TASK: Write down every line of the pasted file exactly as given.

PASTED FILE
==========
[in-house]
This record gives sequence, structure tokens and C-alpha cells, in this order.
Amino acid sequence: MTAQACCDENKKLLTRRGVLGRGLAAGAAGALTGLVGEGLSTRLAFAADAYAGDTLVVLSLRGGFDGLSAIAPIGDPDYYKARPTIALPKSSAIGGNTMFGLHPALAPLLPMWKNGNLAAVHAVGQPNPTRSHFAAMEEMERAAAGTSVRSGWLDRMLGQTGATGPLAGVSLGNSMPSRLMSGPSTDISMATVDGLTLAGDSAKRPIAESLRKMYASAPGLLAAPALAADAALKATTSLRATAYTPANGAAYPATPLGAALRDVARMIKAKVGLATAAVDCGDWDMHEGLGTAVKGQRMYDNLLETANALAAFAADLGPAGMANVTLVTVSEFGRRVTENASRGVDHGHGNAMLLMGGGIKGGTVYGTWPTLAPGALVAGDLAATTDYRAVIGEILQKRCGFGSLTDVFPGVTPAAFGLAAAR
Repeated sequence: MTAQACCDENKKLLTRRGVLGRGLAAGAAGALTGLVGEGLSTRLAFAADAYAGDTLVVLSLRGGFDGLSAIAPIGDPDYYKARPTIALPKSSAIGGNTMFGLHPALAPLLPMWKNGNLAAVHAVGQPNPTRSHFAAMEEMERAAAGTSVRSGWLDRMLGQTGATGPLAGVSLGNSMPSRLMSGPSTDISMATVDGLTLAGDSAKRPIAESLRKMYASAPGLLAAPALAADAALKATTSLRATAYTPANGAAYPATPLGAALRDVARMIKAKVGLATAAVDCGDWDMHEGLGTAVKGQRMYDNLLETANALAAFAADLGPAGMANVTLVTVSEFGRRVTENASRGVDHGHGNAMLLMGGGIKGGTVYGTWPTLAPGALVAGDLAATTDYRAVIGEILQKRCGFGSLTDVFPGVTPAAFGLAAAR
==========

[in-house]
This record gives sequence, structure tokens and C-alpha cells, in this order.
Amino acid sequence: MTAQACCDENKKLLTRRGVLGRGLAAGAAGALTGLVGEGLSTRLAFAADAYAGDTLVVLSLRGGFDGLSAIAPIGDPDYYKARPTIALPKSSAIGGNTMFGLHPALAPLLPMWKNGNLAAVHAVGQPNPTRSHFAAMEEMERAAAGTSVRSGWLDRMLGQTGATGPLAGVSLGNSMPSRLMSGPSTDISMATVDGLTLAGDSAKRPIAESLRKMYASAPGLLAAPALAADAALKATTSLRATAYTPANGAAYPATPLGAALRDVARMIKAKVGLATAAVDCGDWDMHEGLGTAVKGQRMYDNLLETANALAAFAADLGPAGMANVTLVTVSEFGRRVTENASRGVDHGHGNAMLLMGGGIKGGTVYGTWPTLAPGALVAGDLAATTDYRAVIGEILQKRCGFGSLTDVFPGVTPAAFGLAAAR
Repeated sequence: MTAQACCDENKKLLTRRGVLGRGLAAGAAGALTGLVGEGLSTRLAFAADAYAGDTLVVLSLRGGFDGLSAIAPIGDPDYYKARPTIALPKSSAIGGNTMFGLHPALAPLLPMWKNGNLAAVHAVGQPNPTRSHFAAMEEMERAAAGTSVRSGWLDRMLGQTGATGPLAGVSLGNSMPSRLMSGPSTDISMATVDGLTLAGDSAKRPIAESLRKMYASAPGLLAAPALAADAALKATTSLRATAYTPANGAAYPATPLGAALRDVARMIKAKVGLATAAVDCGDWDMHEGLGTAVKGQRMYDNLLETANALAAFAADLGPAGMANVTLVTVSEFGRRVTENASRGVDHGHGNAMLLMGGGIKGGTVYGTWPTLAPGALVAGDLAATTDYRAVIGEILQKRCGFGSLTDVFPGVTPAAFGLAAAR